US5221956 *Aug 14, 1991Jun 22, 1993Kustom Signals, Inc.Speed or range detection device
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US7374298Nov 15, 2004May 20, 2008Northrop Grumman CorporationLaser beam dump
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US8204094Mar 26, 2010Jun 19, 2012Innova, Inc.Scalable, efficient laser systems
US8467429May 22, 2012Jun 18, 2013Innova, Inc.Scalable, efficient laser systems
US8718977 *May 27, 2010May 6, 2014Dbinnovations, LlcPortable apparatus and method for testing and certification of laser-based speed measuring devices
US20100305904 *May 27, 2010Dec 2, 2010Dbinnovations, LlcPortable apparatus and method for testing and certification of laser-based speed measuring devices
CN100462736CJun 29, 2006Feb 18, 2009梁前超High accuracy laser folding angle measuring method and system
DE102007057372A1 *Nov 27, 2007May 28, 2009Bayerische Motoren Werke AktiengesellschaftTest system e.g. for sensor, has trigger unit which in response to receiving signal from test sensor controls signal generator so that signal generation unit outputs given produced or recorded optical signal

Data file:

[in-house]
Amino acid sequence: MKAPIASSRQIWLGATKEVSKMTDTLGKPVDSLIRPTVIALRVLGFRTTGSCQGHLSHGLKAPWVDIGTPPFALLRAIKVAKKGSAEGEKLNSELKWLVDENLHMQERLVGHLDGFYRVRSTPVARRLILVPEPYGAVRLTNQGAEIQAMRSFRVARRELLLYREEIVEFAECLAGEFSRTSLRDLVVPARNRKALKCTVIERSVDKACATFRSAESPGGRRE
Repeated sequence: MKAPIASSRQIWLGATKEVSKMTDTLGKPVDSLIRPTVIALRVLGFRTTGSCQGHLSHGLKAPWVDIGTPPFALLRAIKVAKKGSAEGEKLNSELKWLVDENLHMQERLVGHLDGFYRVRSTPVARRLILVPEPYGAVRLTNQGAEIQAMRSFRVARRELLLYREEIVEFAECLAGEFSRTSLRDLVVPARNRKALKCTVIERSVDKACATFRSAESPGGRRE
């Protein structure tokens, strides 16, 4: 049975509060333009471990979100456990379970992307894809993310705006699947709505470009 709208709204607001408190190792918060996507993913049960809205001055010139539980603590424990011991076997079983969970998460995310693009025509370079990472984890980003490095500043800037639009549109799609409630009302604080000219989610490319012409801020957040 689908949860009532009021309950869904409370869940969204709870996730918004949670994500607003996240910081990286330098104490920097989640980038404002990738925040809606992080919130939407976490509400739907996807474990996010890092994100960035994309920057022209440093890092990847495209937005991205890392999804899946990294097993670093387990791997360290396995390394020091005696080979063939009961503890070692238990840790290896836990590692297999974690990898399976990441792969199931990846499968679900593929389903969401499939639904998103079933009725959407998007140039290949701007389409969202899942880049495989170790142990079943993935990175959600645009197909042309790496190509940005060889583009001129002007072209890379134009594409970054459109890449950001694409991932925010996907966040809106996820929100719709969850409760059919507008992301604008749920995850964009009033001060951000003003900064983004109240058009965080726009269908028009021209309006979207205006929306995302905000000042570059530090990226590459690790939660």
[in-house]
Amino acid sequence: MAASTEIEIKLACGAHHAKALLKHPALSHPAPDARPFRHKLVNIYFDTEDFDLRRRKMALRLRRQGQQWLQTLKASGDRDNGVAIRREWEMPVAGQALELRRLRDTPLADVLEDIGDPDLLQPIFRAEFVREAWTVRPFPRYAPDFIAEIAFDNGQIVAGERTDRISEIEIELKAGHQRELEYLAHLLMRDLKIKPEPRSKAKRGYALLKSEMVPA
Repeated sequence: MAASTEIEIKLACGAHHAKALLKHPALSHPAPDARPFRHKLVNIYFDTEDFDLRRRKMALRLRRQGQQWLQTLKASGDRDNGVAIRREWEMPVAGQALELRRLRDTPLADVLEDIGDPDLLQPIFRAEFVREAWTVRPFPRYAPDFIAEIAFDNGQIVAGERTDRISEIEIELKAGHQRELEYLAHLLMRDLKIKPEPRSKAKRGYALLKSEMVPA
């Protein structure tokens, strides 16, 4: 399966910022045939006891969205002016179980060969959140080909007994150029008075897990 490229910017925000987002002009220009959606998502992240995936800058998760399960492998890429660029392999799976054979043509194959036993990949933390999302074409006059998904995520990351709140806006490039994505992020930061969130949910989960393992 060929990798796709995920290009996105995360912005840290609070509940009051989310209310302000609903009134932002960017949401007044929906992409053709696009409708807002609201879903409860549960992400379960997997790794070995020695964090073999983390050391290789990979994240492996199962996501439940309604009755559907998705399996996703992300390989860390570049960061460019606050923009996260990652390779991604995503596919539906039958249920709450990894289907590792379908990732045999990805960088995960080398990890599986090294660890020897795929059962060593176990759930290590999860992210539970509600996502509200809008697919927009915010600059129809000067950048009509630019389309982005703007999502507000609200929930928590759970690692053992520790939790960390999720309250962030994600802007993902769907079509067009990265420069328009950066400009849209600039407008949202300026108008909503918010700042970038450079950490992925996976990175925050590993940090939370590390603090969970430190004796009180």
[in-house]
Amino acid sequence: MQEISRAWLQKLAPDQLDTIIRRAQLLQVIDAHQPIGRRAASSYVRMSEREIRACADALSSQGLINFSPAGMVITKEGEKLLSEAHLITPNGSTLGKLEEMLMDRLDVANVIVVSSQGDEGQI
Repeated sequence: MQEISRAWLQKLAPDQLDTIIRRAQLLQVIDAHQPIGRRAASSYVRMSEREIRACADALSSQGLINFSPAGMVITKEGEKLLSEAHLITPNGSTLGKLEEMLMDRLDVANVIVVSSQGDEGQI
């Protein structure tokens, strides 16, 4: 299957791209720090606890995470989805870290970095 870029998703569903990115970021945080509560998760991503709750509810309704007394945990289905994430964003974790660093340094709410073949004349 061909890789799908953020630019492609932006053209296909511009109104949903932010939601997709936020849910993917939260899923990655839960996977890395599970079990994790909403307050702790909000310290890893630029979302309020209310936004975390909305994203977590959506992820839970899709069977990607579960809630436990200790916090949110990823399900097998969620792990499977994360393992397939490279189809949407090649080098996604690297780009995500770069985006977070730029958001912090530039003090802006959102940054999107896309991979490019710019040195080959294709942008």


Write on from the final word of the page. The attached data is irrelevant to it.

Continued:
WO2006055414A1 *Nov 10, 2005May 26, 2006Northrop Grumman CorpLaser beam dump and half open transport container fitted to the housing of a laser
Classifications
U.S. Classification434/27, 434/21, 356/4.02
International ClassificationF41G3/32, F41G3/26, G01S7/497
Cooperative ClassificationF41G3/2655, F41G3/2627, G01S7/497, F41G3/326
European ClassificationG01S7/497, F41G3/26C1B, F41G3/26C1E, F41G3/32C
Legal Events
DateCodeEventDescription
Oct 13, 1992FPExpired due to failure to pay maintenance fee
Effective date: 19920809
Aug 9, 1992LAPSLapse for failure to pay maintenance fees
Mar 10, 1992REMIMaintenance fee reminder mailed
Feb 5, 1988FPAYFee payment
Year of fee payment: 4
Dec 22, 1982ASAssignment
Owner name: SETRAS TRAINING AIDS LIMITED, PROSPECT RD. ALRESFO
Free format text: ASSIGNMENT OF ASSIGNORS INTEREST.;ASSIGNORS:SIMPSON, ANTHONY;PETERKIN, STUART M.;BROOKSBY, BRIAN T.;REEL/FRAME:004075/0526
Effective date: 19821122